The Brandeis GPS blog

Insights on online learning, tips for finding balance, and news and updates from Brandeis GPS

Tag: instruction

Increasing Interest in Cybersecuirty Education and Careers

Matthew Rosenquist

Written by:  Cybersecurity Strategist and Evangelist at Intel Corporation

The world is facing a growing problem as people’s everyday lives are becoming more digital and increasing our reliance on cybersecurity to protect our interests, yet there are not enough security professionals to fulfill the rising demands.  This leaves gaps in the security of companies and organizations we share information with.  There is hope on the horizon.  Academia is adjusting to increase the training of graduates and there is a rising interest in students to study the variety of cybersecurity domains.  But more students are needed as demand is far outpacing the expected rise in available talent.

All the right elements are in place.  Pay for cybersecurity is on the rise, the needs for an estimated 1.5 million jobs is already growing, and higher education institutions are working collaboratively to establish the training infrastructure necessary for the next generation of security professionals to be prepared for success.  What is missing are the necessary numbers of students.  There simply is not enough.

The good news is millennials are interested, but need more information in order to commit.  Survey results from the Raytheon-NCSA Millennial report show the most prevalent factor for prospective students to increase their interest, is being provided data and expertise to explain what jobs entail.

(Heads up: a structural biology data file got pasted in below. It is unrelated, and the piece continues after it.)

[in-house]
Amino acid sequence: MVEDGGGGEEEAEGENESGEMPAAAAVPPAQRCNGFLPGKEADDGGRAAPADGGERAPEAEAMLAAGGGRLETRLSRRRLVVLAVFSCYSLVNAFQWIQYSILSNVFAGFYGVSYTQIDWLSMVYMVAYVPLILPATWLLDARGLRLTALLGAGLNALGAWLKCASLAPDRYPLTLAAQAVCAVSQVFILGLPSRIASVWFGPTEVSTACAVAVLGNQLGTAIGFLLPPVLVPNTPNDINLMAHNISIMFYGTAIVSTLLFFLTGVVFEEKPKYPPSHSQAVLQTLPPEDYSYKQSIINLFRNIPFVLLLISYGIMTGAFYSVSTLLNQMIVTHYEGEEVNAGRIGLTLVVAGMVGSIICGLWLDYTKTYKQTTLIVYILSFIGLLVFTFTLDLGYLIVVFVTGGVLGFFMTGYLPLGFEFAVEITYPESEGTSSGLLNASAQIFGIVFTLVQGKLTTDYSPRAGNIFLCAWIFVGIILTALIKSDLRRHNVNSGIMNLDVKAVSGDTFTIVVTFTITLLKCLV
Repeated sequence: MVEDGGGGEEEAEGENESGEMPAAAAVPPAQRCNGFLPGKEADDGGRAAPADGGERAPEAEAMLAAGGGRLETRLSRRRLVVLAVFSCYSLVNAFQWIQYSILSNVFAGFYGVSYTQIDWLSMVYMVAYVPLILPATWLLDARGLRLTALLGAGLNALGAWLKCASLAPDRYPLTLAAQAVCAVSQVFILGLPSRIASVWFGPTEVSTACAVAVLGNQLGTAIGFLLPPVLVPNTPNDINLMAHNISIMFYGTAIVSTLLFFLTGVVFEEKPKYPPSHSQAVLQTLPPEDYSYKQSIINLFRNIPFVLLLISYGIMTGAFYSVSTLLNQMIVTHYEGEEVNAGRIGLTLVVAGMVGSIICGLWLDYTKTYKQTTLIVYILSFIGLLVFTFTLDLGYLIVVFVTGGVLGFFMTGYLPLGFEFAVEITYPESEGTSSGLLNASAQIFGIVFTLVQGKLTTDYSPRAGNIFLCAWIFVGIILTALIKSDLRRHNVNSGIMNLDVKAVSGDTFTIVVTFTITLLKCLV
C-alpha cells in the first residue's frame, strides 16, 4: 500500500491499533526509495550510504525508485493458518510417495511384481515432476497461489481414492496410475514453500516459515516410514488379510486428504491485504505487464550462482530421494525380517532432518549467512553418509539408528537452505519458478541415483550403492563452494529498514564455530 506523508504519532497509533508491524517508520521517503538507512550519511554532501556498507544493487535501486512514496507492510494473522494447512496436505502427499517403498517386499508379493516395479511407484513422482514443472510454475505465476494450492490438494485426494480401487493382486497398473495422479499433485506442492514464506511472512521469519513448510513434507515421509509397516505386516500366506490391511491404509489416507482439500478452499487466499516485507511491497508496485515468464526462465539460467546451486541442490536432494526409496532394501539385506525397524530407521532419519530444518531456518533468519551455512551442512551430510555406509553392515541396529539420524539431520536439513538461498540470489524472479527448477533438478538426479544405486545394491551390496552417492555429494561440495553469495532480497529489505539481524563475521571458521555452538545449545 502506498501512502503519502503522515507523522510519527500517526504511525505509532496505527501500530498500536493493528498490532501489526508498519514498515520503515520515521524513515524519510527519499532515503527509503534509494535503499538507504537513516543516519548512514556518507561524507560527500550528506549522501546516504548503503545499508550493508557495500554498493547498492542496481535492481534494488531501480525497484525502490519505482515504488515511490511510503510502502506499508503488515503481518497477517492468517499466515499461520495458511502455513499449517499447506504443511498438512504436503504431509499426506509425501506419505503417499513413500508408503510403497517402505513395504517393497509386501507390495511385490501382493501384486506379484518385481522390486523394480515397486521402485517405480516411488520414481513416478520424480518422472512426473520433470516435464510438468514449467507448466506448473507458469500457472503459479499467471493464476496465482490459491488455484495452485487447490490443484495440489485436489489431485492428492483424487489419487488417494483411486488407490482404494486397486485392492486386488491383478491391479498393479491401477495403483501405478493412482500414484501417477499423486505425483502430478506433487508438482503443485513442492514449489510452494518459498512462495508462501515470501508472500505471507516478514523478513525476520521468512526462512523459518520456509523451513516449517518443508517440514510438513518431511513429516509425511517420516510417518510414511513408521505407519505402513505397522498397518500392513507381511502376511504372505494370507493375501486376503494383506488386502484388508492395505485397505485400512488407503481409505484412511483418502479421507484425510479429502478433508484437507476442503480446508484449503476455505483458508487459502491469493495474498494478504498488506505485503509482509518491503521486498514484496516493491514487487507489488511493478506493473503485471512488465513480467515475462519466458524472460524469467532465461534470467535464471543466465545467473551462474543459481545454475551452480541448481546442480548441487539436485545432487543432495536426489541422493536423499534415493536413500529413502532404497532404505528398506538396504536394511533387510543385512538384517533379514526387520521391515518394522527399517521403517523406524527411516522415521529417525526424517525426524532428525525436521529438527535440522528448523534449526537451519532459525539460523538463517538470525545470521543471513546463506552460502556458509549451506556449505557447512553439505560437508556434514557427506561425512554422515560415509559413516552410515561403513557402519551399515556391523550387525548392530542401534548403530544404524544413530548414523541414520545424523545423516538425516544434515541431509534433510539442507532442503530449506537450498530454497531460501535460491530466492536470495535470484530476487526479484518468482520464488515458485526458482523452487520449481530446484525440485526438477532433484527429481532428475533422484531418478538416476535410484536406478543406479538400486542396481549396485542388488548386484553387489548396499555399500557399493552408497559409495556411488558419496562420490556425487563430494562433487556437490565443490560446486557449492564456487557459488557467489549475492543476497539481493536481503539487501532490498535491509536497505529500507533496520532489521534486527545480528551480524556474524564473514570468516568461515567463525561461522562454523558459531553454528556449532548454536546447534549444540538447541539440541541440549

Providing basic career information is absolutely possible but not as simple as it may seem.  Job roles do morph very rapidly.  Some data suggests as often as every nine months security professionals see their role, expectations, and focus being shifted into new areas or vary radically.  With such a rapid rate of change, cybersecurity is truly a dynamic domain where responsibilities are fluid.  This is not likely to turn off prospective millennials, as they are a generation which embraces diversity.  It may in fact, contribute to the attractiveness of these careers.  Combined with a strong employability and excellent pay, the industry should have no problem filling desk seats in universities.

What is needed right now are for experienced professionals to step up and work with educational institutions to explain the roles and responsibilities to the pool of prospective students.  Open forums, virtual meetings, presentations, in-class instruction, and even simple question-and-answer sessions can go a long way in painting a vivid picture of our industry, opportunities, and challenges which await.  The community should work together to attract applicants to the cyber sciences, especially women and underrepresented minorities who can bring in fresh ideas and perspectives.  I urge higher education institutions to reach out to the security community professionals and ask for help.  Many are willing to share their perspectives and industry knowledge to help inform students and encourage those who might be interested in a career in cybersecurity.  Only together can the private sector and academia help fulfill the needs for the next generation of security professionals.

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My Student Experience

By: Ingah Davis-Crawford, Student in the M.S. in Instructional Design & Technology program